A repeater is a device that has single input and output ports, and makes it possible for signals to be transmitted across a network for long distances by conditioning the received signal and retransmitting the conditioned signal to the various segments while a hub is simply a repeater with multiple input and multiple output ports. Both hubs and repeaters strengthen an incoming data signal by regenerating it to reach its destination. Otherwise, the data signal will be subjected to attenuation.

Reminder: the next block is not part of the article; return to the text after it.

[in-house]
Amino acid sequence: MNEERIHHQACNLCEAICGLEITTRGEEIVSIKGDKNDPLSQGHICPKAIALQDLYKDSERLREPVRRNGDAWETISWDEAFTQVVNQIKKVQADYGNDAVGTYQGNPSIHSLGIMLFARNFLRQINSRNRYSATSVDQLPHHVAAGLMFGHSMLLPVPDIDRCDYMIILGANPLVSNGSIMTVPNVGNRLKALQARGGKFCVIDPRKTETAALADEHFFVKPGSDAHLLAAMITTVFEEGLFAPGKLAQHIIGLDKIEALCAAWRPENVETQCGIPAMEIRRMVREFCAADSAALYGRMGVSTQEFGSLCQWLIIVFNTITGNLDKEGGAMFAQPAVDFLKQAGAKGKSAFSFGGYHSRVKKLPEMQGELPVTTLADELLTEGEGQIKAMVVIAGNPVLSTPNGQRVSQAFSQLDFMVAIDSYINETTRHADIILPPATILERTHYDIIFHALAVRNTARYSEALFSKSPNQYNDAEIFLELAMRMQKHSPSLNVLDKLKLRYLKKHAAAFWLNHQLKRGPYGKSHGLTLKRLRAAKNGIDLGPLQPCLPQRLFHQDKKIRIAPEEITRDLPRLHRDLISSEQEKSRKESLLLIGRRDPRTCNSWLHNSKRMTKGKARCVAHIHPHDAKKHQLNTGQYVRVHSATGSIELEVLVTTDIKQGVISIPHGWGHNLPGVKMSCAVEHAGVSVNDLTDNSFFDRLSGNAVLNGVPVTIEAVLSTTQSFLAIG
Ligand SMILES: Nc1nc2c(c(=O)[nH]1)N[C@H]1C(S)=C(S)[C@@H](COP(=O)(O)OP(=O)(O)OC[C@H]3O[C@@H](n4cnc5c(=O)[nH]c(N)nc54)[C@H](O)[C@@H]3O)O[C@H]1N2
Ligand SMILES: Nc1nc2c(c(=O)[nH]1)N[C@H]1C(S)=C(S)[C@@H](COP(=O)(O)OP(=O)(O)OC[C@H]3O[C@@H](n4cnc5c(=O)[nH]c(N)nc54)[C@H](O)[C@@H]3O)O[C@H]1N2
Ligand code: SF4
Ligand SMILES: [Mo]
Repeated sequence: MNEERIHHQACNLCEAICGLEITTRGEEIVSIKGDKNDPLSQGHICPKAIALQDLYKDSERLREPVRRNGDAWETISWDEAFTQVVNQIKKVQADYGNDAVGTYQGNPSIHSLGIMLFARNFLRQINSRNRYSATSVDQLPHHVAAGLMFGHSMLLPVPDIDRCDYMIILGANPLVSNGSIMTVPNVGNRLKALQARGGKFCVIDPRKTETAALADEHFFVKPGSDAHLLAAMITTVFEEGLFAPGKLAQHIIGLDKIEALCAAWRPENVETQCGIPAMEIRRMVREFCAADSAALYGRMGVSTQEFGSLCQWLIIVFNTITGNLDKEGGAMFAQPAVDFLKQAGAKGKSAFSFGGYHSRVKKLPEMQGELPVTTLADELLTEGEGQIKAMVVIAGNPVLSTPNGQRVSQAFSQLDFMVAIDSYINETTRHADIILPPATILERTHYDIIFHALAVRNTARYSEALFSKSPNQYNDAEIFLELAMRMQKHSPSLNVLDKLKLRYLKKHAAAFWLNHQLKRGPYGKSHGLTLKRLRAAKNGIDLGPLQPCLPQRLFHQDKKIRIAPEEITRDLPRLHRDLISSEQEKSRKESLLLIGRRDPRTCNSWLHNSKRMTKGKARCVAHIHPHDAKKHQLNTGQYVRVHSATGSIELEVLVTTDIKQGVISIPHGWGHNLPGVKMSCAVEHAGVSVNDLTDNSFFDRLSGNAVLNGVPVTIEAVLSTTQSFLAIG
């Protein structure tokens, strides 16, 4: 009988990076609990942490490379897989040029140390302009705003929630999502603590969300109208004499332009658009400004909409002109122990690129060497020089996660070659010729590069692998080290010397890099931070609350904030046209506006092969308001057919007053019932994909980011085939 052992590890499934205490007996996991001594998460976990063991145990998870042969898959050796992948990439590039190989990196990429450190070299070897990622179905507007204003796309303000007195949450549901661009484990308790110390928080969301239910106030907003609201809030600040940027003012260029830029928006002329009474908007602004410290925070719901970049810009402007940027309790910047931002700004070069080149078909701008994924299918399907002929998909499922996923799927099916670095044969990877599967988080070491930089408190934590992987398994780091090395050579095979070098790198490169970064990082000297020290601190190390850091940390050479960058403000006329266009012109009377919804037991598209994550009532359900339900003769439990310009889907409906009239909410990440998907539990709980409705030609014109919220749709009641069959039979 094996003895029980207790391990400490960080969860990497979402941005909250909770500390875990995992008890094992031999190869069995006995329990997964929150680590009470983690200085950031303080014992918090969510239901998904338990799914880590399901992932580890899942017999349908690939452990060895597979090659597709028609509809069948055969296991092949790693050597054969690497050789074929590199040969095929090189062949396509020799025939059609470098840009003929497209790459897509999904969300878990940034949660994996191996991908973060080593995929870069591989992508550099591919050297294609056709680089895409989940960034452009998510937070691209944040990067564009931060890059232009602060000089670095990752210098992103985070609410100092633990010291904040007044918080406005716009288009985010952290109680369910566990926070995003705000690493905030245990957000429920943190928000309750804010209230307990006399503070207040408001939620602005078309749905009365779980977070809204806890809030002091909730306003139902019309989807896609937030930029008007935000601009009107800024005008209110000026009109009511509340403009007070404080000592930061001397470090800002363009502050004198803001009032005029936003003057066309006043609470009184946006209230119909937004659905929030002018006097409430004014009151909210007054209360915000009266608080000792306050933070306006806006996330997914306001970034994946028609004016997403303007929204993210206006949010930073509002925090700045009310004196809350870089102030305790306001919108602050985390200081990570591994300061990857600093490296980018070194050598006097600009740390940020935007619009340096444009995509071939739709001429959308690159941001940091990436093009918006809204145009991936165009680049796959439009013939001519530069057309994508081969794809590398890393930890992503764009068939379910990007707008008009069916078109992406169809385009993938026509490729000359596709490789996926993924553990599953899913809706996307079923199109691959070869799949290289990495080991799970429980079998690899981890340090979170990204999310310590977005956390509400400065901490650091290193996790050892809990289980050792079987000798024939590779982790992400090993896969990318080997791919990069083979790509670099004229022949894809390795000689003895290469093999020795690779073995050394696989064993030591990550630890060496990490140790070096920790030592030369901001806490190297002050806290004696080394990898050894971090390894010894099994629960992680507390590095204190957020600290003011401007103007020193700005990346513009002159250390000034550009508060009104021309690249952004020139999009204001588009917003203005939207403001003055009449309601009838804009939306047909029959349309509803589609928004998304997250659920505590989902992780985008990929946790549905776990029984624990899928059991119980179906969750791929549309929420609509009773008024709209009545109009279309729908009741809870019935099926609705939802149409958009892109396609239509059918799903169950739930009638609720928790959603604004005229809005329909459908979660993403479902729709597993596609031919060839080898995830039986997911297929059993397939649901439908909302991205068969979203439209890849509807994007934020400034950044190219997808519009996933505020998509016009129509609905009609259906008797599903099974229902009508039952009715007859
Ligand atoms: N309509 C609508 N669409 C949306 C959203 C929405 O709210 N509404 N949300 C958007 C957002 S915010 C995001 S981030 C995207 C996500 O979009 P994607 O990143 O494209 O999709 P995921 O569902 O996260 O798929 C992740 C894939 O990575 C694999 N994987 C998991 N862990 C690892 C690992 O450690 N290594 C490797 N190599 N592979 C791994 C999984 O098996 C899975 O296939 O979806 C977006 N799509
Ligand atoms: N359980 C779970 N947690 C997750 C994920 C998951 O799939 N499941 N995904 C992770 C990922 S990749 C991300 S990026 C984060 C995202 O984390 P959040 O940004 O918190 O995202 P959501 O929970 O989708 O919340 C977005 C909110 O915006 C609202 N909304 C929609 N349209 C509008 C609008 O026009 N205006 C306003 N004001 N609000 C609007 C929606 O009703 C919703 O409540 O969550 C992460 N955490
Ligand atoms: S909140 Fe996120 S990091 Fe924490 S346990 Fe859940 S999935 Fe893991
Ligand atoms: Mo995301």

Attenuation is a term used to describe the gradual weakening of a data signal as it travels farther away from the transmitter. Repeaters and hubs normally operate at the physical level of the Open Systems Interconnection, or OSI, model, and they are not meant to direct signals to a specific destination as switches and routers do. To pass data signal through the repeater from a segment to another successfully, the packets and the LLC, or Logical Link Control, protocols should be similar on every segment. Therefore, a repeater will not initiate any communication between any two segments, such as between a Token Ring, or 802.5 segment, and an Ethernet, or 802.3 segment. On the other hand, using a hub leads to a single broadcast domain because when a host sends a broadcast, all other hosts in the hub hear it.